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Decades of abuse by New Zealand fishing industry exposed

16th May 2016


Decades of abuse by New Zealand fishing industry exposed

The release of “Reconstruction of marine fisheries catches for New Zealand (1950-2010)” by the Institute for the Oceans and Fisheries and the University of Auckland Business School identifies the scale of data misrepresentation that renders the sustainability of New Zealand fisheries dangerously close to an uncontrolled fishery, rorted by inaccurate data. Unreported and discarded fishery catches over the past 60 years threaten the economic viability of New Zealand’s Quota Management System (QMS). More fish has been taken out of our waters and not reported than officially caught and accounted for - both before and after the QMS was introduced in 1986. New Zealand’s fishery catch is currently estimated to be 2.7 times more than previously reported.

Historically, New Zealand has reported its catch data to the United Nations’ Food and Agriculture Organisation (FAO). Information received found that this did not include illegal and unreported commercial catches and discards. The problems in the industry have been observed for some time by ministry officials with efforts to stem the influx of foreign exploitation of New Zealand fisheries through the establishment of the Exclusive Economic Zone (EEZ) in 1977. Incomplete data collection has continued and the misrepresentation of fish landed compared to what was originally caught has become profitable. The QMS is seen as a ‘broken’ system whereby misrepresenting a vessels total catch is an effort to avoid tax, and over-fishing penalties are viewed as an operational ‘cost of business’. With less than half of the industrial catch actually accounted for in the QMS, Sea Shepherd New Zealand Managing Director Michael Lawry concludes that ‘sustainable’ fishing practices are merely a marketing term and the cosy relationship big fishing has enjoyed with successive New Zealand Governments must end if we are to clean up the industry.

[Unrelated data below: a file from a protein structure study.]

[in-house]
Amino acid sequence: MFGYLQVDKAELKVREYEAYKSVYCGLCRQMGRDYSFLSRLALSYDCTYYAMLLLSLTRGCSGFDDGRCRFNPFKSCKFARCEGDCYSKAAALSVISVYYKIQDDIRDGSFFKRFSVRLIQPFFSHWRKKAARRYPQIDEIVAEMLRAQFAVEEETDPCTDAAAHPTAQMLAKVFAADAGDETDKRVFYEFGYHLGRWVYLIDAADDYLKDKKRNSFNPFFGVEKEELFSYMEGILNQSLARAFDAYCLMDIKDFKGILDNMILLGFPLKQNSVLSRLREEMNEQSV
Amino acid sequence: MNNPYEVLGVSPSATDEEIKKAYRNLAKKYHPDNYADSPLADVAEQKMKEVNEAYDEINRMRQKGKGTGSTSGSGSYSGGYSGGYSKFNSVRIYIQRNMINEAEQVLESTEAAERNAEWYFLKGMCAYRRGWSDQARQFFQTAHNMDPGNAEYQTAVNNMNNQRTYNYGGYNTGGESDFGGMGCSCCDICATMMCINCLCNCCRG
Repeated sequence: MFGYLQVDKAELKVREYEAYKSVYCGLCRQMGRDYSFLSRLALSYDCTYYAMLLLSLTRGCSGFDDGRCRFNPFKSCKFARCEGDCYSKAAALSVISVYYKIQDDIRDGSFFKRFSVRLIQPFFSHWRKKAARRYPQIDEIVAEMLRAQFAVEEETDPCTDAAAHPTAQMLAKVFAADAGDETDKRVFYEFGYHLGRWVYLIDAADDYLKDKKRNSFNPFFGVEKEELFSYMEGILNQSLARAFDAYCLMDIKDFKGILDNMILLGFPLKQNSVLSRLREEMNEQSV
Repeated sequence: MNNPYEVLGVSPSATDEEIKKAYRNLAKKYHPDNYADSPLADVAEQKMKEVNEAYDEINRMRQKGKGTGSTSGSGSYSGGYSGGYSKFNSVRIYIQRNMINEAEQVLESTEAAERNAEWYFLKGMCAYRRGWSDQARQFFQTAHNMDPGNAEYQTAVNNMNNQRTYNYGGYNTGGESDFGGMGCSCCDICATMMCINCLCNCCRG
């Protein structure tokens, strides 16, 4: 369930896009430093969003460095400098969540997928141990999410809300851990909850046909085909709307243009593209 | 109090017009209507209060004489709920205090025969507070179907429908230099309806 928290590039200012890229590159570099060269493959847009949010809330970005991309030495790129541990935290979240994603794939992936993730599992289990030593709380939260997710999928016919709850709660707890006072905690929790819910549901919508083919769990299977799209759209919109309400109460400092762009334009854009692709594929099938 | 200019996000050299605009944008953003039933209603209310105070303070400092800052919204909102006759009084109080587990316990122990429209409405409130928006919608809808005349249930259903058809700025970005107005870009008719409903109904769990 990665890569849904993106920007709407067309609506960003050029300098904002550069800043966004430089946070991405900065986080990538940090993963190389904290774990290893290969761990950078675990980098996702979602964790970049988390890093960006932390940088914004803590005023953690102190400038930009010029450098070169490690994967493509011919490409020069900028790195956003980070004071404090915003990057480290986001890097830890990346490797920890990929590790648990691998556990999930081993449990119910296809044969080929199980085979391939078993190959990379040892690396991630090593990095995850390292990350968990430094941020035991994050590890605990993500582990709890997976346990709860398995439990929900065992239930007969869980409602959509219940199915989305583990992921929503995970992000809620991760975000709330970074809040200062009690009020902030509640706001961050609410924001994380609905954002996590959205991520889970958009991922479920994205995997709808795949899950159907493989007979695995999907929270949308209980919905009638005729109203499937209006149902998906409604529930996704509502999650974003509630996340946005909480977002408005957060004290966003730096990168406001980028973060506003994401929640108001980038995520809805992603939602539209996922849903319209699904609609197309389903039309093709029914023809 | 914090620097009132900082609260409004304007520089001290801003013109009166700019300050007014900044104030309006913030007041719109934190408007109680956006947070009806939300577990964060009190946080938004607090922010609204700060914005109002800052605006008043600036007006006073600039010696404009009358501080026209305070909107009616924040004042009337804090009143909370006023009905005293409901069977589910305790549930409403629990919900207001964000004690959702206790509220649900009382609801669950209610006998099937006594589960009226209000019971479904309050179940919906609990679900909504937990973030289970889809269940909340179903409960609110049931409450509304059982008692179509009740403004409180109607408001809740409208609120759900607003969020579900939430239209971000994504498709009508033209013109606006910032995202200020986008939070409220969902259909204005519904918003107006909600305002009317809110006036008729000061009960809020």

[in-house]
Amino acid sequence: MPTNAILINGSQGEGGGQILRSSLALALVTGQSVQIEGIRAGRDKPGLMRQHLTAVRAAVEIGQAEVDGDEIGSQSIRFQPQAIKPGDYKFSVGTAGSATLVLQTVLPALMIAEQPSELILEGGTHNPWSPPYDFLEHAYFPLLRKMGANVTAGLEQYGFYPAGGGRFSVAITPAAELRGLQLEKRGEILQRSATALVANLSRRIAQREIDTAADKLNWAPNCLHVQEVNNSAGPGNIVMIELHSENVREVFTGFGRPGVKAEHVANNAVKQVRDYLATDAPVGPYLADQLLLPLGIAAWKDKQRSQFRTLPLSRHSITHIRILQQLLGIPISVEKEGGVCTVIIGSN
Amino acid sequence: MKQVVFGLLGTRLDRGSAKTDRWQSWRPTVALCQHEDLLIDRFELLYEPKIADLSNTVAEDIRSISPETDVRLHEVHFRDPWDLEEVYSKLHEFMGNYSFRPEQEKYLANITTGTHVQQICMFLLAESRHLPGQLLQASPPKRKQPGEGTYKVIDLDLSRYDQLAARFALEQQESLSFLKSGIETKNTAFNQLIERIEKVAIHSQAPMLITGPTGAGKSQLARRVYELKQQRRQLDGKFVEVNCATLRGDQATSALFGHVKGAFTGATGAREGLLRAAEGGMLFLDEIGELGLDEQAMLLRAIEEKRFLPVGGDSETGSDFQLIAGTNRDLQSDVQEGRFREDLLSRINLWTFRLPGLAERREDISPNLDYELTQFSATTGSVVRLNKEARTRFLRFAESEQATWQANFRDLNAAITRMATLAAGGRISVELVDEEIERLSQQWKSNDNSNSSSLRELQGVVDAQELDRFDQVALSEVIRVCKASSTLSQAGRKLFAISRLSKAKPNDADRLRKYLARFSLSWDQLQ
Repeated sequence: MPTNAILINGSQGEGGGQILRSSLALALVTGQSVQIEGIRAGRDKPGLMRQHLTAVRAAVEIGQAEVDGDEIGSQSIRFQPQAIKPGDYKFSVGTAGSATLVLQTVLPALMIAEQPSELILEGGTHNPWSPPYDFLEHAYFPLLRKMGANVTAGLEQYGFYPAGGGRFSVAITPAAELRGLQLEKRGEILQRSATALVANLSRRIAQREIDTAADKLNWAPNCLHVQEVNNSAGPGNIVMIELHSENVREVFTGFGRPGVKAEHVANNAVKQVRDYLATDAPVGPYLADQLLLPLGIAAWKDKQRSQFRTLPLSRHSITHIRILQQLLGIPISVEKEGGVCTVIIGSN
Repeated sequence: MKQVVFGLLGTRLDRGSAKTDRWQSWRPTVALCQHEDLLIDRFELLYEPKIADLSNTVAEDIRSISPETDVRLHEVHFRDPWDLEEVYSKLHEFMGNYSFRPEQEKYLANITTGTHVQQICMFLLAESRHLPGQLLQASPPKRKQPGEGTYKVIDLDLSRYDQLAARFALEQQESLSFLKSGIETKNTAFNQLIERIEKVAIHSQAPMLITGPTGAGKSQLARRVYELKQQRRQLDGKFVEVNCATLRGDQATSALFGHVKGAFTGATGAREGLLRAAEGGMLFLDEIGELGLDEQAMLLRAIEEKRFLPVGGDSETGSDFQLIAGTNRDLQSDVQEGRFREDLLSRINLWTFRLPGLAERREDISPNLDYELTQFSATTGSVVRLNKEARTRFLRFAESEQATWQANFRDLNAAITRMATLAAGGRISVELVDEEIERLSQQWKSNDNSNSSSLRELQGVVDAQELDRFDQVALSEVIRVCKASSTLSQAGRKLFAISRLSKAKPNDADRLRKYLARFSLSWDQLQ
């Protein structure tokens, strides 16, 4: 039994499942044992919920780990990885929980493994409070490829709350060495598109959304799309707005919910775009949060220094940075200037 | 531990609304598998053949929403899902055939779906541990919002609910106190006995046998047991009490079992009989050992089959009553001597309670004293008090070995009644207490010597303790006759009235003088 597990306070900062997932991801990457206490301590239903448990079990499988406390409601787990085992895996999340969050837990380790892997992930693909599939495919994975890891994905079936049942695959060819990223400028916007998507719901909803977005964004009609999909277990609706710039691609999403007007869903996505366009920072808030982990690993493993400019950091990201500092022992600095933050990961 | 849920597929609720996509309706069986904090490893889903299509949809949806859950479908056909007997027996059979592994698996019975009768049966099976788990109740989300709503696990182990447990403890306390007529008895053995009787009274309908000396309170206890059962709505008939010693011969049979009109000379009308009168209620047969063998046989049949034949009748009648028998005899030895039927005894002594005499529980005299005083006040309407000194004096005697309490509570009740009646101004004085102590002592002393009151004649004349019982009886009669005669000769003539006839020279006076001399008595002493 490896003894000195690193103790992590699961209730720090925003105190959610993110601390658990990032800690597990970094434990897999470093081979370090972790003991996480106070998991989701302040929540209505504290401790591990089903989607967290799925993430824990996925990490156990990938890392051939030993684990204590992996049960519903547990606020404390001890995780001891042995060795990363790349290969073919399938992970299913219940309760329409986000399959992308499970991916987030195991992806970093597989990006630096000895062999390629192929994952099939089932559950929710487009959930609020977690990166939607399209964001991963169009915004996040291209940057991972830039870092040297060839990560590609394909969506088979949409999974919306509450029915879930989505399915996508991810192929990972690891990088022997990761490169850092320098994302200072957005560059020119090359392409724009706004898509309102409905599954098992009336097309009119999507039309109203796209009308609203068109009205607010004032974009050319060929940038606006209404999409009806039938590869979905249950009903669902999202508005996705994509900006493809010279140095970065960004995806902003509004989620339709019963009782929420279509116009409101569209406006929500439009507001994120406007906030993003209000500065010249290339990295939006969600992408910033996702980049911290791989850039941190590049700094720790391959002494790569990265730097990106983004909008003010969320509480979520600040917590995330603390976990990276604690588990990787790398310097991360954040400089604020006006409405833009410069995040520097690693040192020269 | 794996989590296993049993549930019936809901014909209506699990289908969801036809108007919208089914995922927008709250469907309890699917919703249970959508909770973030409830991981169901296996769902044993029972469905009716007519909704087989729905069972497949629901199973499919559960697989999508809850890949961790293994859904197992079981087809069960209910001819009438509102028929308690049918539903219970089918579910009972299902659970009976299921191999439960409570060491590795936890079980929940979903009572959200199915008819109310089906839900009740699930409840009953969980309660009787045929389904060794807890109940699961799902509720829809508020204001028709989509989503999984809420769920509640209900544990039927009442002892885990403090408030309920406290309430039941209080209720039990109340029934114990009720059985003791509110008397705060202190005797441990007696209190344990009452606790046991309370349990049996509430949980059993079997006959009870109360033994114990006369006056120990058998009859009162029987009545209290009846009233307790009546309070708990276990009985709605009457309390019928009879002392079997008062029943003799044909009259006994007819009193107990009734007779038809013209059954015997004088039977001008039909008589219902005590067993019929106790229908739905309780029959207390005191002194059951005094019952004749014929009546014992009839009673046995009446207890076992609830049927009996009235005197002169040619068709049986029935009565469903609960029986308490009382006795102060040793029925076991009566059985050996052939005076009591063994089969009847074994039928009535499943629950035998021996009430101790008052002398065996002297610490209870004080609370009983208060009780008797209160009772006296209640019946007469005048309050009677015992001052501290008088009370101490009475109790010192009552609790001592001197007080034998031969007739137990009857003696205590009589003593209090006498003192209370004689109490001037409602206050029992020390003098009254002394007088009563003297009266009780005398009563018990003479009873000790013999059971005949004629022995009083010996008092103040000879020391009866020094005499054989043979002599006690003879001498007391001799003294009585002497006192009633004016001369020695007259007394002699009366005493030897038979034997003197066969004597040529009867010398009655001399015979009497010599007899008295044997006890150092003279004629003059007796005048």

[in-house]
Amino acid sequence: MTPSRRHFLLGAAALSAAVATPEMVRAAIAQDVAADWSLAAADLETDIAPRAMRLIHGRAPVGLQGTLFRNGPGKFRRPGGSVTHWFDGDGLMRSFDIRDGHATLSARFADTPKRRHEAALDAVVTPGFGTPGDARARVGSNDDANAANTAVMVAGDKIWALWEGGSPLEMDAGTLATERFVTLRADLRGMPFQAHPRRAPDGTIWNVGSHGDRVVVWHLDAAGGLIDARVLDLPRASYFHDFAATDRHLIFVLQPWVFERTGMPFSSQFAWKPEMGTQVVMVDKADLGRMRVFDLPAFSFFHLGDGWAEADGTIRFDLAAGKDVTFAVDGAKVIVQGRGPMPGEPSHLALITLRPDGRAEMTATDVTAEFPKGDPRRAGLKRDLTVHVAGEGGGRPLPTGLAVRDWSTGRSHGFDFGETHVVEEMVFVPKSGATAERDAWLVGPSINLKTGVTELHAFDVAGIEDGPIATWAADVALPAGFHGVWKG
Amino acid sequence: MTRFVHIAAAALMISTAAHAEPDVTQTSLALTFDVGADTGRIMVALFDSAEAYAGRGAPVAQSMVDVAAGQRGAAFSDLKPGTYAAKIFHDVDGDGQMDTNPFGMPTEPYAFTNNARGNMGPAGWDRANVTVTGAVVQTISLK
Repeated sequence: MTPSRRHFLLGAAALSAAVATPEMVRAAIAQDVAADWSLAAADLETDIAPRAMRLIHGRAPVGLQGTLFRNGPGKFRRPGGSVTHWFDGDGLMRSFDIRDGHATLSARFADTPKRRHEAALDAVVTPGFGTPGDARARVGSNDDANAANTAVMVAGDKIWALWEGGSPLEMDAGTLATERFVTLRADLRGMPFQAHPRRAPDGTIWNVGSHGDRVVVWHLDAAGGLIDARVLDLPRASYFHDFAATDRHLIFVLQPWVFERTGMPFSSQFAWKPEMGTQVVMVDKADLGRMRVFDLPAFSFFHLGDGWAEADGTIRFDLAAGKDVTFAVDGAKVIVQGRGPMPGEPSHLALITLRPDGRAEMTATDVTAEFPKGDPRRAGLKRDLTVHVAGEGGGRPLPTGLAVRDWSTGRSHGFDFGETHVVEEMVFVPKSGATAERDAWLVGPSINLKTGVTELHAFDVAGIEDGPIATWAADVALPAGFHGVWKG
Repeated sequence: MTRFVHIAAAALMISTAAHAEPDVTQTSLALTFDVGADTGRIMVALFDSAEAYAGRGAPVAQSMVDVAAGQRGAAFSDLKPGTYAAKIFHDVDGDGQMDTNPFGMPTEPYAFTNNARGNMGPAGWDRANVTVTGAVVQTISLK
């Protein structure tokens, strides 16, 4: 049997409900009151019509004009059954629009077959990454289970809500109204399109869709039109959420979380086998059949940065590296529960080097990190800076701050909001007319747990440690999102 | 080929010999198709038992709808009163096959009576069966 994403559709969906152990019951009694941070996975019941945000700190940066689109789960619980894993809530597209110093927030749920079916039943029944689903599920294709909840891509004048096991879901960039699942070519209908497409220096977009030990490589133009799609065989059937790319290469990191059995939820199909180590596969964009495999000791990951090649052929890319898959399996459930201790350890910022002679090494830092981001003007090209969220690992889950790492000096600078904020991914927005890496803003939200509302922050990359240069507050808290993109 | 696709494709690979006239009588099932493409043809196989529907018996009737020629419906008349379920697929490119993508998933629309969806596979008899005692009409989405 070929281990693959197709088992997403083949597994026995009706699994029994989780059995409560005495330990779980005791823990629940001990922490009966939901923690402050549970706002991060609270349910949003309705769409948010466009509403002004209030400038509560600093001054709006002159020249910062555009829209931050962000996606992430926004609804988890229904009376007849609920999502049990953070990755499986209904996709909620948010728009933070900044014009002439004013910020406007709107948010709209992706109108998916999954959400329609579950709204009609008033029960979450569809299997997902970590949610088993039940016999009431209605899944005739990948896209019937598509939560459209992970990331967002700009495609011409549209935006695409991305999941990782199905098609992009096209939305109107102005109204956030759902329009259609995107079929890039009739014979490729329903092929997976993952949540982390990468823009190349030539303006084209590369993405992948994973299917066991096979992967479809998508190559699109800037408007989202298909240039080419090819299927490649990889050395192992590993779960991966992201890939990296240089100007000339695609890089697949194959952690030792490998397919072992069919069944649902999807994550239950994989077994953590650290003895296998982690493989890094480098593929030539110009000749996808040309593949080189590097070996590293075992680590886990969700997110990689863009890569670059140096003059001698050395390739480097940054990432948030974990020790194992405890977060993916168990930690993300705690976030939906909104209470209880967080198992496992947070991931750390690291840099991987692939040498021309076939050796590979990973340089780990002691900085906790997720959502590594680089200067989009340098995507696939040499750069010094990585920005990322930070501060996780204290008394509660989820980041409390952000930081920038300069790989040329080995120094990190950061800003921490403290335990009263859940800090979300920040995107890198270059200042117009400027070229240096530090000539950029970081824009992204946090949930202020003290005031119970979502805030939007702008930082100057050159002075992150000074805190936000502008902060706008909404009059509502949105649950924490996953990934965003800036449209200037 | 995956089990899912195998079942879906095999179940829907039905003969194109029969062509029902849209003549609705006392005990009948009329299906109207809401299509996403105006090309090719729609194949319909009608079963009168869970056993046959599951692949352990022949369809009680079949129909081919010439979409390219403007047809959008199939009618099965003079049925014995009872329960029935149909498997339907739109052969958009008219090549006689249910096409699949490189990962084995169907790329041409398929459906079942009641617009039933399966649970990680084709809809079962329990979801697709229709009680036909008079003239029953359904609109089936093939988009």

Multiple data sources from fishery archives, interviews, and observers were triangulated against each other to identify what has actually been occurring off our coasts. Responses contained in the report indicate a level of frustration of having to work within a system designed around a single species take when multiple species are always caught. Threats to the QMS have been researched by the Ministry of Primary Industries, and subsequently hidden from public view. One Ministerial study reported that between one to two thirds of fish caught by inshore trawlers were dumped, and in another study observers noted systematic discarding of quota fish that was sometimes 20 – 100% of fish caught. Observers further noted a Hector Dolphin death whereby the dead dolphin was released from the net before it could be landed on board. The non-reporting of dolphin deaths is an offence and which further highlights the disregard the fishing industry has shown over many decades to many marine species to flagrantly ignore New Zealand’s fishing laws and regulations.

New Zealand’s first comprehensive study of the fishing industry rightly concludes that our QMS needs a substantial overhaul and the system that replaces it needs to be genuinely enforced. Fisheries officials need to effectively engage with the fishers to manage a real system based on mutual transparency of all stakeholders. We can’t change history but we can understand it better, and we can utilise data effectively that creates viable policy. We now know of the hidden and undercover fishing practices in New Zealand and our oceans need better protection.

ENDS.


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